I saw Maybe Both, 1865 first as a spoken word performed on stage, before I’d even heard Sho’s album, and I was both impressed and convicted. The song starts by criticizing liberal #SocialJusticeWarriors, and their common presence at protests, which turns to absence when the cameras leave. As a conservative, I pumped my fist in excitement at that. But then verse two sets its sights on conservatives, Christians who sing loud to drown out the protests, ignoring the suffering masses, quick to justify a man’s death because of a criminal record, or how a man dressed. This shut me up a bit. Both sides have now been lambasted. The third verse ties the whole thing together, with a description of the seeming dichotomies which we commonly use to describe Jesus - a pacifist, a warrior with a sword, holy, but gracious, zealous, yet self-sacrificial. The coup de gras -
Many people isolate him just to make him fit their cause,
Never too involved in a greater context at all.
So are the two Christs totally unrelated
Or, maybe there’s one Christ, and he’s pretty complicated.
Huh? Pretty complicated.
Maybe it is both.
Maybe it is both.
5) If The House Burns Down, Switchfoot, from Where The Light Shines Through (2016)
Switchfoot’s 10th studio album Where The Light Shines Through is not the best they’ve made. That title goes to 2014’s Fading West, which will go down as one of the top 5 rock albums of the decade. However, WTLST is still a great album, in it’s own right, and If The House Burns Down is one of the best tracks off the record. I had the opportunity to hear them perform it live in San Francisco on the “Looking For America Tour”. It was a high-energy crowd pleaser, a defiant anthem which reaffirms what lead singer, Jon Foreman, believes to be most important things we have in this life - those we hold dear. He said that as wildfires bore down on San Diego in the summer of 2016, they were evacuated quickly. They got into the car with what little they could carry, and as they drove away from their home, they didn’t know if it would still be there when they came back. In his own words:
When an unstoppable fire is barrelling down towards your part of town, you realize just how small you really are. The smoke blocks out the sun, the ash is falling from the sky, and your lungs begin to burn. So you run through the house and make a quick grab of the stuff you can carry, make sure that your family is safe in the car, and you make your escape.
And in that moment of action, you have an epiphany:
Compared to the ones you love, what is ownership? What is property? Stuff? Possessions? In moments of life and death, these obsessions are meaningless. Think about what you would save from the fire. What would you fight for? Or maybe the real question is who- who would you risk your life for? And what about your things, all of that stuff that you paid so much for? In the crucible of the fire, it becomes crystal clear: you let the rest burn.
It’s a reminder of what really matters in life - who really matters, and it was a good reminder for me, this year.
I can hear the motor running down the interstate
And all the distractions fade away
And if the house burns down tonight
I got everything I need with you by my side
I see the smoke piling up in the rear view mirror
Yeah but I ain't ever seen it any clearer
If the house burns down tonight
I got everything I need when I got you by my side
And let the rest burn
And let the rest burn
And let the rest burn
These songs nearly made the list, but were edged out by tracks that made more of an impact on me, personally. They were both great songs, but when you have to pick 5, something’s gonna get cut.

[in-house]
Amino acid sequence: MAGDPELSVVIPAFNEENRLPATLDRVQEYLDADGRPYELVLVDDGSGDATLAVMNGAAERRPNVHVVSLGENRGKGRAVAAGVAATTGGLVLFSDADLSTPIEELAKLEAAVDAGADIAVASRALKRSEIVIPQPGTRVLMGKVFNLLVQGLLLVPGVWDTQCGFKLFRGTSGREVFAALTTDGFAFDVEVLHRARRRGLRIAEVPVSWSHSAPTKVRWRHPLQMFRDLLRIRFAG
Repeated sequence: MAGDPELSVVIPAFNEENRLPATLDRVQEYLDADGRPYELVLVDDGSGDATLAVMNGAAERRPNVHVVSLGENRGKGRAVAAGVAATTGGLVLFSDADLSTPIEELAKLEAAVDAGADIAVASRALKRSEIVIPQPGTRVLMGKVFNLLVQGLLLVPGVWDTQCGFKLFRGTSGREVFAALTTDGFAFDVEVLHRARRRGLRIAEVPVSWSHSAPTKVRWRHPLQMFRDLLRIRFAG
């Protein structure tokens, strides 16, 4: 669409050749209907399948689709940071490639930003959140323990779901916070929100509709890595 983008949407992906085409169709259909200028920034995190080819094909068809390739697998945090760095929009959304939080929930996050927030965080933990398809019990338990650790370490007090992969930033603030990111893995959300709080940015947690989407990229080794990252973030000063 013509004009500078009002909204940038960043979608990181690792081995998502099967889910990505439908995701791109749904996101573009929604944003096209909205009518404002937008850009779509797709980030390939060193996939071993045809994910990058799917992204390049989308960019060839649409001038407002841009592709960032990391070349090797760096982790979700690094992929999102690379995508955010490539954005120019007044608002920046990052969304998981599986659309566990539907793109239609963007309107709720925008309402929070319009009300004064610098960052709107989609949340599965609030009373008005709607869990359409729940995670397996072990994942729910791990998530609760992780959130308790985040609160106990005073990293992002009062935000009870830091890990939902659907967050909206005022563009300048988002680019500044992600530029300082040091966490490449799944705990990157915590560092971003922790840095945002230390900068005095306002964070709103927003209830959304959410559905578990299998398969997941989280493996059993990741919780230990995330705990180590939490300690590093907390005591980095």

6) Downtown, Macklemore & Ryan Lewis, from This Unruly Mess I’ve Made (2016)
This song is just so much fun (not safe for the kids, unless you want to answer some awkward questions about Kit-Kats - but just so much fun). Ferial and I love blasting this one whenever we’re in the car together, and are pretty sure we’ll use it for our next Lip Sync Battle.
7) I Won’t Let You Go, Switchfoot, from Where The Light Shines Through (2016)
Another Switchfoot track - can you tell they’re my favorite band? Gosh, they’re the best. Just the best, Jerry.
I Won’t Let You Go is a beautiful song, sung from God’s point of view, a love song, a declaration to his at-times-faithless followers. It does an excellent job of holding the theological tension that exists between God’s almighty grip on his people, and the Biblical warnings against falling away -
If you could only let your guard down
You could learn to trust me somehow
I swear, that I won't let you go
If you could only let go your doubts
If you could just believe in me now
I swear, that I won't let you go
I won’t let you go
I cried the first time I heard this song, big, grateful tears.
If you could let the pain of the past go
Of your soul
None of this is in your control
And that’s really the way I feel about 2016.
Honestly, 2016 is really getting a bad rap, and sure, some really bad stuff happened, and it was a weird year. But really, what most people mean when they say that 2016 was “the worst” is that a few popular celebrities died, or their presidential candidate didn’t win the election, or it’s an ironic reference to Harambe (RIP). They’re usually not referring to the millions of refugees fleeing for their lives in war torn countries, or the ongoing trafficking of millions of women and children. And not to sound crass, but to call 2016 “the worst” because David Bowie died is so disrespectful to the people who lived through WWI, WWII, The Civil War, The Black Plague, The Crusades, the Salem Witch Trials - the list could go on, and on, and on. For me, and probably for you, 2016 was pretty great.
Yes, there are some scary things going on, and a lot of people are hurting. For me, this is a great opportunity to stop and count my #blessings, reflect on the things that I am thankful for, and remember what’s most important in life; to look the injustices, and atrocities going on around me square in the face, and vow to do whatever I can about them, even if that “just” means praying, to let the pain of the (past, present, future) go and remember none of this is in your control.
Ashes from the flames
The truth is what remains
The truth is what you save
From the fire
And you fight for what you love
Don't matter if it hurts
You find out what it's worth
And you let the rest burn